West Virginia Record

Friday, April 3, 2020

Case of fired delegate sent back to circuit court

By John O'Brien | Sep 18, 2006

CHARLESTON - The state Supreme Court recently decided not to hear a list of certified questions answered by Kanawha Circuit Court Judge James Stucky in the case of a member of the House of Delegates who was fired from his day job.

Delegate Brent Boggs, D-Braxton, filed suit in 2003 against Brotherhood of Locomotive Engineers and Trainmen, claiming he was wrongfully terminated in 2002 as a result of the time away from work he spent during Legislative sessions.

Jane Peak, one of the attorneys working under lead counsel Michael Bee of Hill, Peterson, Carper, Bee and Dietzler in Charleston, says the next step is ironing out a scheduling order that culminates in a jury trial.

"When you have an issue of law that is unsettled, that hasn't been decided by the state's highest court, then the circuit court makes a ruling and the parties request the issue be certified to the (Supreme) Court to rule on this legal issue," said Peak, of Allan Karlin and Associates in Morgantown.

"In this case, the defendants requested it and we agreed to issue the certified questions. It's not mandatory for (Supreme Court Justices) to hear them. It's up to them if they want to."

In this case, they didn't see a need to change Stucky's findings.

Stucky's answers to the certified questions indicated that Boggs' job status as a congressional lobbyist with the union should have been protected. Instead, he was demoted to a locomotive engineer with CSX.

The union says Boggs was taking both paid and unpaid vacation to attend Legislative sessions, even though he was only allowed to take unpaid, pursuant to state law.

It adds that the time he missed had an adverse effect on his ability to perform as a lobbyist, and he also disobeyed a direct order to not attend a Jay Rockefeller fundraiser in 2002.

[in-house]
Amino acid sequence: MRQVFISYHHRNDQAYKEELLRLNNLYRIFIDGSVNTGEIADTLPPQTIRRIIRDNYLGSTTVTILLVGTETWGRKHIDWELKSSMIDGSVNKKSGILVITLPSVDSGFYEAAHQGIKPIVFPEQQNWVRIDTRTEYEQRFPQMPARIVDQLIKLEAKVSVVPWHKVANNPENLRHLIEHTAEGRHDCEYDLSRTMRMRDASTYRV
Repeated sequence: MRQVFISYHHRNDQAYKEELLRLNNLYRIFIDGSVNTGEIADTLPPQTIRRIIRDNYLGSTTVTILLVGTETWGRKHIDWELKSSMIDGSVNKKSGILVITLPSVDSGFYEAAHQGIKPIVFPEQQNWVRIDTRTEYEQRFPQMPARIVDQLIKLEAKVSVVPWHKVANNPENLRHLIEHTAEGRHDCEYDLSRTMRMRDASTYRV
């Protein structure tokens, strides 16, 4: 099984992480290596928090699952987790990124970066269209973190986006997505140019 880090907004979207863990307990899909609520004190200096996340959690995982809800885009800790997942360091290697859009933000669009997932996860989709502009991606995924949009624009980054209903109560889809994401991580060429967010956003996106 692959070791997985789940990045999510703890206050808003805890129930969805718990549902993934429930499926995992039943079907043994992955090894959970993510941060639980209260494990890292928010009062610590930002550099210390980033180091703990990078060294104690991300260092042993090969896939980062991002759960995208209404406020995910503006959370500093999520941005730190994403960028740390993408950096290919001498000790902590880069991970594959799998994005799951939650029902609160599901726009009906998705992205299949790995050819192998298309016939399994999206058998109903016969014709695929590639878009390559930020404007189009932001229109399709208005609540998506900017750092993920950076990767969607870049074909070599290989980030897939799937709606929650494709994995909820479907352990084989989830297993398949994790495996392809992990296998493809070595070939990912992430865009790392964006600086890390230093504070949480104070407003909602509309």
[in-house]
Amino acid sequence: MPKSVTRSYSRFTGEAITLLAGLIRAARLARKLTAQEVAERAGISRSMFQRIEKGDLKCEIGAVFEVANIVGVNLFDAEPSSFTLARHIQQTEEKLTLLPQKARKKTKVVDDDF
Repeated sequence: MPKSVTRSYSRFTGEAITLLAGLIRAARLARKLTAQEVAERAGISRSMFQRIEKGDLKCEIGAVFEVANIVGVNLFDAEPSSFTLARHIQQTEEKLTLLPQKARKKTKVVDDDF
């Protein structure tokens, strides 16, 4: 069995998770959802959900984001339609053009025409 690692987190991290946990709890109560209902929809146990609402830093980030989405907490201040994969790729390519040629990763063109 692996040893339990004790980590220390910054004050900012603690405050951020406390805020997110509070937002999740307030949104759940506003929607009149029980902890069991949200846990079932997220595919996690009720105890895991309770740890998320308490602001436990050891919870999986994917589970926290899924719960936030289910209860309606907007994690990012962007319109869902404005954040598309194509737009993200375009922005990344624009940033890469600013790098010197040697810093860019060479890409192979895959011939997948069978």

"We've always felt like we're in the right on the questions of law," Peak said. "I was surprised that the employer would violate the law in this manner."

Boggs' switch to locomotive engineer shaved $20,000 off his annual salary. He is seeking back pay and benefits as well as compensation for emotional distress, embarrassment and mental anguish, as well as punitive damages.

On March 27, Stucky answered "yes" to questions asking: If Boggs is a public official protected from retaliation; if sessions of the state Legislature are official proceedings of a tribunal, defined by state law; if the Legislature is the type of part-time elected public office covered by state law; and if his termination was the type of penalty envisioned when the laws were made.

He answered "no" to a question asking if Boggs' claims were preempted by the federal Labor Management Reporting and Disclosure Act.

"In an issue like this, the questions of law are typically dealt with before trial," Peak said. "Once you're in trial, it becomes questions of fact for the jury's determination. It helps to have those issues sorted out going into trial."

James Wallington of Baptiste and Wilder in Washington, D.C., is representing the union.

Kanawha Circuit Court case number 03-C-1071

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